Get­ting kids to love gar­den­ing

Kids love see­ing their lit­tle gar­den grow be­fore their eyes and, chances are, if they grow it, they’ll eat it.

Element - - Natural Parenting - By Anissa Ljanta GrowMama.blogspot.com

Think of the best gar­dener you know. Chances are they had a men­tor – a par­ent or grand­par­ent – who showed them the ropes, taught them re­spect for the nat­u­ral world and the cy­cle of the sea­sons, and the con­se­quences of good, or not-so-good, care of plants.

Gar­den­ing with chil­dren, whether they be tod­dlers or teenagers, is an op­por­tu­nity to in­spire a life­long love of the out­doors and na­ture, and cre­ate re­silient, re­source­ful adults.

In win­ter it’s a bit trick­ier to get into the gar­den. But the cold weather doesn’t need to keep us in­side or reach­ing for the re­mote. Bun­dle up the kids and get them out­doors. Or, if the weather is re­ally grim, bring a bit of gar­den in­side.

Did you know that kids in­volved in gar­den­ing are more likely to try new veg­eta­bles? You don’t need to wait for spring. Plant a win­ter gar­den now. Di­vide off a lit­tle piece of your ex­ist­ing gar­den for the kids to claim or fill a planter box with earth.

Even tod­dlers can get in­volved in the gar­den. To start their learn­ing, set up an ac­tiv­ity be­side you to keep them busy while you’re gar­den­ing. Try this one: fill a glass dish or bowl with earth from the gar­den and ask the kids to see how many life forms they can find. Pro­vide a few spoons. You might want to sneak in a few larger spec­i­mens like earth­worms, slaters and cen­tipedes ahead of time, but there will be plenty of smaller critters in the soil to keep them busy. Buy them a pocket mi­cro­scope to bring the mi­cro life of the soil alive.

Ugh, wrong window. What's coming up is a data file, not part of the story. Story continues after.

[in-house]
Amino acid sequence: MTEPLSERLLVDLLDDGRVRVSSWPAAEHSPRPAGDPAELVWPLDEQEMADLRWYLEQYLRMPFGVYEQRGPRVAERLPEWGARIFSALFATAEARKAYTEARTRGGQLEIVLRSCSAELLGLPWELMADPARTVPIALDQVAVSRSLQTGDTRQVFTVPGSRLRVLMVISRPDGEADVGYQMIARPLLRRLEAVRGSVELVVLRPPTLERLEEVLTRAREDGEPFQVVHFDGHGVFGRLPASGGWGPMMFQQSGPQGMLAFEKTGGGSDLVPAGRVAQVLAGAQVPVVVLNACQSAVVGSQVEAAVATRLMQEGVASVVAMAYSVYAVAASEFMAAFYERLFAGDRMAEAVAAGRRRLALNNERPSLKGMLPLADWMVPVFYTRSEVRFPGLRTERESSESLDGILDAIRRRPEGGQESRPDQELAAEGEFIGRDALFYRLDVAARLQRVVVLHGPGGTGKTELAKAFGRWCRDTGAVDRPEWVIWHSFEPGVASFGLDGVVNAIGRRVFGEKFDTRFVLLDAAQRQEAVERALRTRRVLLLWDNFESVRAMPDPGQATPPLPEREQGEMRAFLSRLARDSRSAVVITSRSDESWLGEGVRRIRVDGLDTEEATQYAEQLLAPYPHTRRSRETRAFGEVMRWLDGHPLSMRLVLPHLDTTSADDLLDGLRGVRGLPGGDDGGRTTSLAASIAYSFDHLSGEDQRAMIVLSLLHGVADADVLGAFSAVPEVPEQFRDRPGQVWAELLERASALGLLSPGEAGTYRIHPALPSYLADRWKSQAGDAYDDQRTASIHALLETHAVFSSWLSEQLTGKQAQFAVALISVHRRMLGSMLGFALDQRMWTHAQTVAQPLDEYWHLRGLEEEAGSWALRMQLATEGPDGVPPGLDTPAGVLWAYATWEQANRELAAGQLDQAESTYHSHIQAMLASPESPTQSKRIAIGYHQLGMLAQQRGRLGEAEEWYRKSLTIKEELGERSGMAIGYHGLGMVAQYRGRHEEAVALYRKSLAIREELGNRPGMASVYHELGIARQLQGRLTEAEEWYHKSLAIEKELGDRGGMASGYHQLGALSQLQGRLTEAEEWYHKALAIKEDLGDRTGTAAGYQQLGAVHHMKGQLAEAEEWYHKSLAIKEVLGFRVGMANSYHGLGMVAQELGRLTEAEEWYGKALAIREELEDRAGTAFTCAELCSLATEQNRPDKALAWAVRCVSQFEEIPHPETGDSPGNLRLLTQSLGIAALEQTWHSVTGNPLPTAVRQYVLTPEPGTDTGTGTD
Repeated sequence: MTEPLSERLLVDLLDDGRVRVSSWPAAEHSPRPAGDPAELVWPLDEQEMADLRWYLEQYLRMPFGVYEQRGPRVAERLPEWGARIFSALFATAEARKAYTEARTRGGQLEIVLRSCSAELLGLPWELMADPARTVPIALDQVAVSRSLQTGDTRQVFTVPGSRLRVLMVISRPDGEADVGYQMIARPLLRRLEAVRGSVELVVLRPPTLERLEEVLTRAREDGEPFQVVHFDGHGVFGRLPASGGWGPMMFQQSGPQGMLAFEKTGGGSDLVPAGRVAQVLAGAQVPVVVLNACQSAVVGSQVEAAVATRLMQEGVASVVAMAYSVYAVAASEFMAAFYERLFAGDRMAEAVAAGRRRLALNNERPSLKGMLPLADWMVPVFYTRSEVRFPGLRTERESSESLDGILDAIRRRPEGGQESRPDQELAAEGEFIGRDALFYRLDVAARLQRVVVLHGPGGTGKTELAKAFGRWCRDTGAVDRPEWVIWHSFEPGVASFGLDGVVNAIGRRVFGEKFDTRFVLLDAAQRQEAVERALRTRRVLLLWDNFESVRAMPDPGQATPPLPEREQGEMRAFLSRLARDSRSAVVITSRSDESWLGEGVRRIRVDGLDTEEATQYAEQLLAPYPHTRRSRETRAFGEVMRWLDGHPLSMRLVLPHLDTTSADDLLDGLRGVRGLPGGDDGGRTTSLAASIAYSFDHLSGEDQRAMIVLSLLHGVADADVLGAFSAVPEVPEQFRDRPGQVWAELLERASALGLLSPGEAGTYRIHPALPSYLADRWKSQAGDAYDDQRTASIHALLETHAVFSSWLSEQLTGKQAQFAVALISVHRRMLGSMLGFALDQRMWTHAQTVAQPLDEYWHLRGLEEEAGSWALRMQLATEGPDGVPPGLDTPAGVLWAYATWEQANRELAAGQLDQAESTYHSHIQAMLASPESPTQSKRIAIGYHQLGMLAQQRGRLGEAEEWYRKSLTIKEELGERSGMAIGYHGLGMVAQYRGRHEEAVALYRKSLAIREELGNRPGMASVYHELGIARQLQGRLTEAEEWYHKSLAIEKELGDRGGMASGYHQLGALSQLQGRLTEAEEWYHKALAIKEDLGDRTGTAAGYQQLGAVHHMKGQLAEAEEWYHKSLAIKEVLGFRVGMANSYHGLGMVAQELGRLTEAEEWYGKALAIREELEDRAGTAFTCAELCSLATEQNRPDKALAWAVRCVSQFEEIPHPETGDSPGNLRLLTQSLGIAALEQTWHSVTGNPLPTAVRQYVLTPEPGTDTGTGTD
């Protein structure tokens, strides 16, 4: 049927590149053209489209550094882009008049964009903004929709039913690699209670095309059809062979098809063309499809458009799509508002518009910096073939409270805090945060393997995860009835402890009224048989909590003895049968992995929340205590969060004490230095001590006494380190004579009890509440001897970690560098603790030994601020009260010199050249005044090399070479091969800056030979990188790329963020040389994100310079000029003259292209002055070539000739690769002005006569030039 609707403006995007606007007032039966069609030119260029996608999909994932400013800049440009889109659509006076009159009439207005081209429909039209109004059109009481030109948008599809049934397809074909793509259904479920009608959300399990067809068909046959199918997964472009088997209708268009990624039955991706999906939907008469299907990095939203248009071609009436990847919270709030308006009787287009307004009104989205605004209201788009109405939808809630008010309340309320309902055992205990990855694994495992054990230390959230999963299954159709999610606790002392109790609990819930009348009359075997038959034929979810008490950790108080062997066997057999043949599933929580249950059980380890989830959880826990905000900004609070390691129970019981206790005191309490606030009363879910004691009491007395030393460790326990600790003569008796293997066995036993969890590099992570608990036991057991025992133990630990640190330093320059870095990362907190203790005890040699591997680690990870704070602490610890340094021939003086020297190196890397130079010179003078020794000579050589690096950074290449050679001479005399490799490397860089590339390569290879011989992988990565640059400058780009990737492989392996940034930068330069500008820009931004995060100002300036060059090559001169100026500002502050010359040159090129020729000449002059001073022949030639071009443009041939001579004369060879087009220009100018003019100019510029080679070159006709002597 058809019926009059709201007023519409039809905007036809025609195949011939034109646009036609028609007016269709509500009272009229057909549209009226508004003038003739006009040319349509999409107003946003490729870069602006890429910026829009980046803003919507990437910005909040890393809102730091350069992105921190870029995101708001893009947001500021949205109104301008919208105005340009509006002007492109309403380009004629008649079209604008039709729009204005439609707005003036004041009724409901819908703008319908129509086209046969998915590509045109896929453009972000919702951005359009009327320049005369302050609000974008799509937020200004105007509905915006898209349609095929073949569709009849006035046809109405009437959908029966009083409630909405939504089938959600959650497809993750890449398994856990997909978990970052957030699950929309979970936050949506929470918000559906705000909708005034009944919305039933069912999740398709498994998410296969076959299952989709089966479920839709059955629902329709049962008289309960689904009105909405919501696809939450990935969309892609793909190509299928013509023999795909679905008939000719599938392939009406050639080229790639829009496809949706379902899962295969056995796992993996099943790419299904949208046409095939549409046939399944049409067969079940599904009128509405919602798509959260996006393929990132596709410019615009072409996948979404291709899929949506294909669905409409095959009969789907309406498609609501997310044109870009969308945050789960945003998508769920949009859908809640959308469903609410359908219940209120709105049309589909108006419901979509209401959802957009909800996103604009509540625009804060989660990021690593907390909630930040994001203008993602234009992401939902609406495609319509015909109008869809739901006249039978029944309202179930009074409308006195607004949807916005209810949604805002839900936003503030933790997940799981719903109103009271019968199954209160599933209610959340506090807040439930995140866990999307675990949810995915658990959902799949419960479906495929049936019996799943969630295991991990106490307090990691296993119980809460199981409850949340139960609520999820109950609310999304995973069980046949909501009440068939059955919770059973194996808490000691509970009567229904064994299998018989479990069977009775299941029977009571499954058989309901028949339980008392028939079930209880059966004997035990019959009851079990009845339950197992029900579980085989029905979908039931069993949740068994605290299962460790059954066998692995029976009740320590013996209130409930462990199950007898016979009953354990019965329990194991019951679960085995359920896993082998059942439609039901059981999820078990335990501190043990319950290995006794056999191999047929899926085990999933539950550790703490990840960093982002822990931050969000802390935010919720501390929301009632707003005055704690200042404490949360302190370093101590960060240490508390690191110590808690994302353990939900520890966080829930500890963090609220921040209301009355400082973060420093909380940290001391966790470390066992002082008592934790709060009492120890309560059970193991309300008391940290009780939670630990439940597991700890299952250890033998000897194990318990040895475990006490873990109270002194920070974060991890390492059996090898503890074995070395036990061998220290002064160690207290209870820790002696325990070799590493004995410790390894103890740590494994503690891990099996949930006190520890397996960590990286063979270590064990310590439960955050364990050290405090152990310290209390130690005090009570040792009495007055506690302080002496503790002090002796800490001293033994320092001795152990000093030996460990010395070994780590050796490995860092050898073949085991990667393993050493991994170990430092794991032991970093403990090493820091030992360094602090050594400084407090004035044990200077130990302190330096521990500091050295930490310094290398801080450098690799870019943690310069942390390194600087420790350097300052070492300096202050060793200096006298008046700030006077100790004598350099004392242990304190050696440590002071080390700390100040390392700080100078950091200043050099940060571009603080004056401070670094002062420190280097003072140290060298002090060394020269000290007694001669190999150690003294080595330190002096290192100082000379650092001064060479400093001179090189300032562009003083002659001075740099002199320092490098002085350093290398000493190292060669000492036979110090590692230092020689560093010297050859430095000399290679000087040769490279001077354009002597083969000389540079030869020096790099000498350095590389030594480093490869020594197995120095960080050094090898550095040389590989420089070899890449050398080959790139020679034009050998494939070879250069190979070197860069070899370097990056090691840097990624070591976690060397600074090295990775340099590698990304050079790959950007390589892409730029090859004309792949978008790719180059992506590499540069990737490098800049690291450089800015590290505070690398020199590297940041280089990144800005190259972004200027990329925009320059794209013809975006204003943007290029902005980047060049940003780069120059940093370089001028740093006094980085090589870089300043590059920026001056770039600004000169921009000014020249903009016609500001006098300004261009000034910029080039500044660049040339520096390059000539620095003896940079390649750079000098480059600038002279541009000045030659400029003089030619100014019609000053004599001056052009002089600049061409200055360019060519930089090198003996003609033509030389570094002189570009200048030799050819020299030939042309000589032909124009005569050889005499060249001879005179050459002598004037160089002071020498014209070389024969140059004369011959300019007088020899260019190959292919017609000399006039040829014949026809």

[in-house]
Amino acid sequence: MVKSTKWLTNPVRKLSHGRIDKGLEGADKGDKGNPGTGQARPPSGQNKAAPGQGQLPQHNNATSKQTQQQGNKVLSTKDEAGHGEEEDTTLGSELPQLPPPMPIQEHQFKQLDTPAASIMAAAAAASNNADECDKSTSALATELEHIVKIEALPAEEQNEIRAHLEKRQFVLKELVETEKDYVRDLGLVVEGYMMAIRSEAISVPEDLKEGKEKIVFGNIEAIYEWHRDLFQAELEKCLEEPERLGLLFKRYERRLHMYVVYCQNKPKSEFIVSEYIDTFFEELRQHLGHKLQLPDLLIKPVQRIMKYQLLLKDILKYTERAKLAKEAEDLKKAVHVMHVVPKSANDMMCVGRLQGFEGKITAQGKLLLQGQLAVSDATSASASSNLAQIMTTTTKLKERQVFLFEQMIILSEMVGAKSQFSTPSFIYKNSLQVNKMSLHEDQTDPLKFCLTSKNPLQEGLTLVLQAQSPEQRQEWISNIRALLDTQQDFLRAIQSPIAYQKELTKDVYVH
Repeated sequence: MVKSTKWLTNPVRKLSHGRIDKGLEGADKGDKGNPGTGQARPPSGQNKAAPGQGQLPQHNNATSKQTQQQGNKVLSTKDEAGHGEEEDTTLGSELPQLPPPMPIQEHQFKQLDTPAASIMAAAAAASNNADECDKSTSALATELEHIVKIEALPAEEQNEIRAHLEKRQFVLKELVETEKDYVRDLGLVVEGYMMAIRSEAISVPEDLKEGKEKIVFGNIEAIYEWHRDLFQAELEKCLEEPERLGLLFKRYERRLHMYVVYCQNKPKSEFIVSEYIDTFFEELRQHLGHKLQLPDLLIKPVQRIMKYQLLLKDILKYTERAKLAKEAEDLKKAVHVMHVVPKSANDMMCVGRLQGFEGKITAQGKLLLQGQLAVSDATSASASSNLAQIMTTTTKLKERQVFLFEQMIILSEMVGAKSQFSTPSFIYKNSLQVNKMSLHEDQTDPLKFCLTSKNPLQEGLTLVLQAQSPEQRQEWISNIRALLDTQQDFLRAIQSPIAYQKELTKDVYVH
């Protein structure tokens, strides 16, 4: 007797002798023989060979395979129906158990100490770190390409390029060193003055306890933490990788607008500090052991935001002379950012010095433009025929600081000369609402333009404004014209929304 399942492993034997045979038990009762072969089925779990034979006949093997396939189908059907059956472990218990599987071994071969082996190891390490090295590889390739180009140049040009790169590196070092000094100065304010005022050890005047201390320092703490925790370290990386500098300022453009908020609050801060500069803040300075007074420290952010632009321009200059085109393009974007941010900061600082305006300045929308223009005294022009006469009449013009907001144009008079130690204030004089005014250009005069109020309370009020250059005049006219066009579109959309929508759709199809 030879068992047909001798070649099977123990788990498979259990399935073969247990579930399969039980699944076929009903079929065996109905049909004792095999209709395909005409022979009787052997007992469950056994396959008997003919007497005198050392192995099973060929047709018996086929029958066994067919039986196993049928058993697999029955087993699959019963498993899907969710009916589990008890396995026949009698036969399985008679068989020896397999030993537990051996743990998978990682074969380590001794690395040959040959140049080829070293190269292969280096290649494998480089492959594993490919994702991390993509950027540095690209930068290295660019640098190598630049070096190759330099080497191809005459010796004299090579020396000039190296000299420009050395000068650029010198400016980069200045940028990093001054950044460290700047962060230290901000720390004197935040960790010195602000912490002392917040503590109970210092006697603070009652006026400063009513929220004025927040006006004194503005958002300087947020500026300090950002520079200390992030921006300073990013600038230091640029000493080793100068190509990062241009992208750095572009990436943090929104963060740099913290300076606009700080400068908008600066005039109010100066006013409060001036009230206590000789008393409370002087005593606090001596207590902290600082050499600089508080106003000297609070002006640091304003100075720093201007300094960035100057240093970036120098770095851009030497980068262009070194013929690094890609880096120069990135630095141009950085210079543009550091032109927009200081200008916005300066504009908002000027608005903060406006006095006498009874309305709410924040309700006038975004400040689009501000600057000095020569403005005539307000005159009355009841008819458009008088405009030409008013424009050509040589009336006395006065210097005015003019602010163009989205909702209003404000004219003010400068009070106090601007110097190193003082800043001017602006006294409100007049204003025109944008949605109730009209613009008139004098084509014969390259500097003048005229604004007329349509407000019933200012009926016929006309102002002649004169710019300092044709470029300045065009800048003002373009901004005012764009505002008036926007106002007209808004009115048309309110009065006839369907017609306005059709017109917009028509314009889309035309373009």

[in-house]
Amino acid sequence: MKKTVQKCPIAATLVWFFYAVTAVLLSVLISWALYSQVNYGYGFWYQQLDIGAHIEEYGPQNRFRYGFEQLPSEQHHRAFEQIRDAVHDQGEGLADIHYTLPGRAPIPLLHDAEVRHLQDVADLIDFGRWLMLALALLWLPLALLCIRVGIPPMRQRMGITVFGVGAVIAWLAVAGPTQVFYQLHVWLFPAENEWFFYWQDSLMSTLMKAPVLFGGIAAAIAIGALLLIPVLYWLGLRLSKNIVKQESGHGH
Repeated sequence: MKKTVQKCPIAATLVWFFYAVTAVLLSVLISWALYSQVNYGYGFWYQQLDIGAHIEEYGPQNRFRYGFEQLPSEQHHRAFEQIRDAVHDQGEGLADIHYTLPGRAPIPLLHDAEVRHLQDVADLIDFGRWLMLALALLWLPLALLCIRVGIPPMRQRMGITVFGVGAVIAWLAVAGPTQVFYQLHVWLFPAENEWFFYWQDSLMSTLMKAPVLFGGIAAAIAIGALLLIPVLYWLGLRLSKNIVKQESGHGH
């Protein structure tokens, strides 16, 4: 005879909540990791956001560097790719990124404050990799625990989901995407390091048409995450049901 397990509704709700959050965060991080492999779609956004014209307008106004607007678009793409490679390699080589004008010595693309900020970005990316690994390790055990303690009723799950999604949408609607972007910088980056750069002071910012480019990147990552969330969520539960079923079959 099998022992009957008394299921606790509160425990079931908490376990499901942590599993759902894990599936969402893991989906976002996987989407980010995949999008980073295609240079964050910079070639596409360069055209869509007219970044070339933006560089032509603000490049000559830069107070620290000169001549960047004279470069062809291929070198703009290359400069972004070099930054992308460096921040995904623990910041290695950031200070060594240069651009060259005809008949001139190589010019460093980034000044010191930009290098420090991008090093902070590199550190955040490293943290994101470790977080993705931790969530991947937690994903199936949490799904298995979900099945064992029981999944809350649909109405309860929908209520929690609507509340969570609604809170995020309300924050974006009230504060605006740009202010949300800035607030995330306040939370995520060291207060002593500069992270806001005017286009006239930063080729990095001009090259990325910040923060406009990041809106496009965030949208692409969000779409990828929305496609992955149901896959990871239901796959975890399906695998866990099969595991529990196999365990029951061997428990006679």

Win­dowsills or pots work just fine for ur­ban dwellers to start a win­ter gar­den. All you need is a shel­tered spot on the deck or front porch that gets lots of sun. Salad leaves, kale, spring onions, pars­ley and cab­bages are just a few win­ter veg­eta­bles you can plant now.

On a stormy day, bring the gar­den­ing in­side, or to a more shel­tered spot. Our cov­ered deck sees a lot of gar­den project ac­tion in au­tumn and win­ter.

One of my all-time favourite win­dowsill gar­dens is the ‘pantry gar­den’. The rules are sim­ple: go through the pantry, and plant any­thing that will grow. Chick­peas, lentils, rice, beans, av­o­cado stones, sun­flower seeds, car­rot tops and pumpkin seeds all work well, and it’s an ed­u­ca­tion for chil­dren to re­alise much of what we eat are ac­tu­ally the seeds for new plants.

Ex­per­i­ment with grow­ing sprouts at home. Sprout­ing seeds are read­ily avail­able from nat­u­ral food stores or on­line. Al­falfa is a good mild op­tion for chil­dren’s taste­buds. You don’t need to buy spe­cial sprout­ing jars, any jar with holes poked in the lid, or a mesh top, will do. Google up a tu­to­rial and you’re away. Fresh home sprouts will en­liven your sal­ads and sand­wiches in days. Check out wright­sprouts.co.nz – which stocks 11 dif­fer­ent kinds.

Salad mi­cro­greens are an­other foodie craze which works well for chil­dren. Get the kids to sow a win­dow box of them. Sprin­kle the seeds lib­er­ally, cover with a few mil­lime­tres of soil and keep them moist and har­vest them when the first leaves ap­pear 2-3 weeks af­ter sow­ing.

One of the best lessons for chil­dren is to com­plete the cy­cle by mak­ing com­post. Show them how the nu­tri­ents from your food waste pro­vide the fuel for the next crops, and how worms and other or­gan­isms break down the food and re­turn it to the earth. The same is true of al­low­ing a plant or two to go to seed. Chil­dren will be as­ton­ished with the abun­dance of seed pro­duced from each plant and you can en­joy their dawn­ing re­al­i­sa­tion of just how much can be pro­duced next year. Anissa Ljanta is an Auck­land writer. She makes, bakes and blogs at

“One of my all-time favourite win­dowsill gar­dens is the ‘pantry gar­den’. The rules are sim­ple: go through the pantry, and plant any­thing that will grow.”

Anissa Ljanta and her son gar­den­ing at home. Pho­tos: Pho­tos: Ted Ted Baghurst Baghurst

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